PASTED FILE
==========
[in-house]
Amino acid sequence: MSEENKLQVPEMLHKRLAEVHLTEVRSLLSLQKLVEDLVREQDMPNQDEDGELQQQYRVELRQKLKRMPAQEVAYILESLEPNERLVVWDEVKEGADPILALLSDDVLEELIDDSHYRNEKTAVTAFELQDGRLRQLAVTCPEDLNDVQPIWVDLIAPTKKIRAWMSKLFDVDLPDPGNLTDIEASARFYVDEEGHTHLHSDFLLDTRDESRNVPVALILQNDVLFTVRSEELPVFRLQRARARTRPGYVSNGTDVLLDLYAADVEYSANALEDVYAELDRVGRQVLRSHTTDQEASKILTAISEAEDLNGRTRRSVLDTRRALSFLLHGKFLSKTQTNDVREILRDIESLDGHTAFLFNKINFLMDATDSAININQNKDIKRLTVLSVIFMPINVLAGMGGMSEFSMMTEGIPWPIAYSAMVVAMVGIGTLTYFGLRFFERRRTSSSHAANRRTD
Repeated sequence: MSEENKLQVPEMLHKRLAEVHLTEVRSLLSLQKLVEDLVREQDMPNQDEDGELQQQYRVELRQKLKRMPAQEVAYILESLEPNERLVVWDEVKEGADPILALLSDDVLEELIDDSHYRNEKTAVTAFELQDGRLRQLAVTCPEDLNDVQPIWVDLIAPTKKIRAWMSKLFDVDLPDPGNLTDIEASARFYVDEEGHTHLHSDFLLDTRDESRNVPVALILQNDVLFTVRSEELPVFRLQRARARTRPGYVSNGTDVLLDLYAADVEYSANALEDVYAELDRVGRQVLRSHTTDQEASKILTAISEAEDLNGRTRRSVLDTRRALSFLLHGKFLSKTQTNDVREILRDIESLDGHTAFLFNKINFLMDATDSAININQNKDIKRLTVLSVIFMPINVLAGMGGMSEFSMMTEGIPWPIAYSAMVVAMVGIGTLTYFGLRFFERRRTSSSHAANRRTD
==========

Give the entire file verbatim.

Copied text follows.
[in-house]
Amino acid sequence: MSEENKLQVPEMLHKRLAEVHLTEVRSLLSLQKLVEDLVREQDMPNQDEDGELQQQYRVELRQKLKRMPAQEVAYILESLEPNERLVVWDEVKEGADPILALLSDDVLEELIDDSHYRNEKTAVTAFELQDGRLRQLAVTCPEDLNDVQPIWVDLIAPTKKIRAWMSKLFDVDLPDPGNLTDIEASARFYVDEEGHTHLHSDFLLDTRDESRNVPVALILQNDVLFTVRSEELPVFRLQRARARTRPGYVSNGTDVLLDLYAADVEYSANALEDVYAELDRVGRQVLRSHTTDQEASKILTAISEAEDLNGRTRRSVLDTRRALSFLLHGKFLSKTQTNDVREILRDIESLDGHTAFLFNKINFLMDATDSAININQNKDIKRLTVLSVIFMPINVLAGMGGMSEFSMMTEGIPWPIAYSAMVVAMVGIGTLTYFGLRFFERRRTSSSHAANRRTD
Repeated sequence: MSEENKLQVPEMLHKRLAEVHLTEVRSLLSLQKLVEDLVREQDMPNQDEDGELQQQYRVELRQKLKRMPAQEVAYILESLEPNERLVVWDEVKEGADPILALLSDDVLEELIDDSHYRNEKTAVTAFELQDGRLRQLAVTCPEDLNDVQPIWVDLIAPTKKIRAWMSKLFDVDLPDPGNLTDIEASARFYVDEEGHTHLHSDFLLDTRDESRNVPVALILQNDVLFTVRSEELPVFRLQRARARTRPGYVSNGTDVLLDLYAADVEYSANALEDVYAELDRVGRQVLRSHTTDQEASKILTAISEAEDLNGRTRRSVLDTRRALSFLLHGKFLSKTQTNDVREILRDIESLDGHTAFLFNKINFLMDATDSAININQNKDIKRLTVLSVIFMPINVLAGMGGMSEFSMMTEGIPWPIAYSAMVVAMVGIGTLTYFGLRFFERRRTSSSHAANRRTD